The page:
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Specialized Settings

Pennsylvania continues to be committed to the reduction of children and youth placed in congregate care settings. However, there are specific circumstances where a congregate care setting is the most appropriate and least restrictive placement to ensure the safety and treatment needs of the child/youth.

The Family First Prevention Services Act introduced a funding limitation on congregate care. The limitation encourages states to place children in the least-restrictive, most family-like settings whenever safely possible. The funds are shifted from costly congregate care placements and into prevention services that may allow children to stay safely in their home.  If a child is best served in a congregate care facility, the act allows funding for placements in specialized settings. A specialized setting is an enhanced congregate care setting that meets the need of:

  • Children at risk, or victims, of sex trafficking,
  • Pregnant, expecting and parenting youth, or
  • Young adults (18-21 years old) transitioning to adulthood. 

Becoming a Specialized Setting is voluntary. Providers who become certified must meet enhanced standards that are directed at providing the best possible care for children/youth in the populations identified. The enhanced standards are outlined in the Specialized Setting Bulletin. OCYF certified the first round of Specialized Settings for Child Residential facilities in July 2020 and will continue to add more providers annually.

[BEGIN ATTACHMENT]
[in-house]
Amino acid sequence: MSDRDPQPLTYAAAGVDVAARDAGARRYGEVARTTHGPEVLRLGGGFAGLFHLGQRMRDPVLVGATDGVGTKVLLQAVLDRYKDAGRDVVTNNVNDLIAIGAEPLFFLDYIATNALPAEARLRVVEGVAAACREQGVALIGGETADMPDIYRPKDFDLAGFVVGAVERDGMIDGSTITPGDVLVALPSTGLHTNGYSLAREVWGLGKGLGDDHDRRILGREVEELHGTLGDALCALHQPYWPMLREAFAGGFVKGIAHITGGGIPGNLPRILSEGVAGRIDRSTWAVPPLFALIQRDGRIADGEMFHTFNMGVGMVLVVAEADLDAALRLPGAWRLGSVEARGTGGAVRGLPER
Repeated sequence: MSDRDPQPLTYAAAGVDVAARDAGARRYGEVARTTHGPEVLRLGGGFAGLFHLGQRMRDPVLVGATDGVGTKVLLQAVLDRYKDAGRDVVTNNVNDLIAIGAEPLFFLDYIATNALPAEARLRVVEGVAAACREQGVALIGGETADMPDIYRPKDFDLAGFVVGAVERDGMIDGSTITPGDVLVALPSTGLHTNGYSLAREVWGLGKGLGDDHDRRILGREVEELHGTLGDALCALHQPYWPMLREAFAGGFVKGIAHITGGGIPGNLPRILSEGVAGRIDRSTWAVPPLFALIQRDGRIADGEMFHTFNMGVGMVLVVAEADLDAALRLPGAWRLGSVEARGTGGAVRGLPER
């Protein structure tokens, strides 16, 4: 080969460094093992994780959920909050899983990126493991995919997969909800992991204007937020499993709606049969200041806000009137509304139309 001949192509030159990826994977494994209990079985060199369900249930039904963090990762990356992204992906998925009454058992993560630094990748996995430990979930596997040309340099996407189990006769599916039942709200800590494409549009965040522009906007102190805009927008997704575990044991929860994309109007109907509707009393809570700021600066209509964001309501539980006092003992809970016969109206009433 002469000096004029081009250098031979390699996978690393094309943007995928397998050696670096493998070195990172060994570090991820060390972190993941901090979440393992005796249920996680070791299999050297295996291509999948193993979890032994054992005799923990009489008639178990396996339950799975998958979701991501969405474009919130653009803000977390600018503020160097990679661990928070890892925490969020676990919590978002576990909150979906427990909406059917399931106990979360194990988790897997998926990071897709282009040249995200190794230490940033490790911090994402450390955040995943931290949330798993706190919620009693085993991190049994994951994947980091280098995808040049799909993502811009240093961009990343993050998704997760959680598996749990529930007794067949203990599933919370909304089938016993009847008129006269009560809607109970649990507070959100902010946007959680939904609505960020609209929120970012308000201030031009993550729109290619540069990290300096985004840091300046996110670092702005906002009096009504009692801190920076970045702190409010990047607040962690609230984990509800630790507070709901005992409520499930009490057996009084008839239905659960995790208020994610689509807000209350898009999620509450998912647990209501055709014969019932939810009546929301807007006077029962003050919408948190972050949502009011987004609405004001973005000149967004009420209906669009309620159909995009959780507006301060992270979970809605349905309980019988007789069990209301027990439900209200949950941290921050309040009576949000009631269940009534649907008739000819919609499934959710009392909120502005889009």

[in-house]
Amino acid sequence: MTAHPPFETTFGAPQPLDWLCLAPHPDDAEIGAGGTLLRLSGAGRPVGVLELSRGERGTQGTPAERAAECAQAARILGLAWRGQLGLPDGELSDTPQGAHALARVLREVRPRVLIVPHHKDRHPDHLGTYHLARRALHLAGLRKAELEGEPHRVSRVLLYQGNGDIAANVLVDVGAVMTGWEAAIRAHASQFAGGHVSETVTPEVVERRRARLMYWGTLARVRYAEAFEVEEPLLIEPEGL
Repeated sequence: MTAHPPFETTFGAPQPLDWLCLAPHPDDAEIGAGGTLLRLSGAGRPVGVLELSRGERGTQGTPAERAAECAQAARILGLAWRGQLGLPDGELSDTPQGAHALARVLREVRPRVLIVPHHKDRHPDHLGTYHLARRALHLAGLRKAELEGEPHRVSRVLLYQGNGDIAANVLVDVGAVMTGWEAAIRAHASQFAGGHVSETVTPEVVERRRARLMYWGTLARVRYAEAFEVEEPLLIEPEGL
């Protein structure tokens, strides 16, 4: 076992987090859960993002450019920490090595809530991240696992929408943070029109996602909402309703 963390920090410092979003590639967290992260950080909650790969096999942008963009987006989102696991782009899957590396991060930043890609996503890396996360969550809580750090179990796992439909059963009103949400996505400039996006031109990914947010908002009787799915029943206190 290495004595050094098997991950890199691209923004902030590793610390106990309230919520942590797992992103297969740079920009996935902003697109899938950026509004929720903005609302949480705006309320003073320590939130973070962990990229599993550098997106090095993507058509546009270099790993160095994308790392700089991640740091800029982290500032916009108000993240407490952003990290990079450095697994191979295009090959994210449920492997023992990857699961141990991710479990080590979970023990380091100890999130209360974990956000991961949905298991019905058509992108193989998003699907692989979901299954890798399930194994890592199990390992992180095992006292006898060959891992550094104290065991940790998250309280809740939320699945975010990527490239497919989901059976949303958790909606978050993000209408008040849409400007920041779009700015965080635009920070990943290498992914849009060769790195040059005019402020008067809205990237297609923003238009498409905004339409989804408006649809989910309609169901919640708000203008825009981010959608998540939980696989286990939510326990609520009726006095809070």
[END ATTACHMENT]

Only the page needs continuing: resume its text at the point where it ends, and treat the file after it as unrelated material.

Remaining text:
While Pennsylvania developed standards and a certification processes for becoming a specialized setting, that does not guarantee youth in the identified populations will be placed in those settings.  The placement decision for a child who has been determined to need out-of-home care continues to be made at the county level (county agency and Juvenile Court).  Family First does not impact a child being placed in the least restrictive setting that can meet the child's safety and treatment needs.

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The Pennsylvania Department of Human Services (DHS), which is in part comprised of the Office of Children, Youth, and Families (OCYF) complies with applicable Federal civil rights laws and does not discriminate on the basis of race, color, national origin, age, disability, or sex.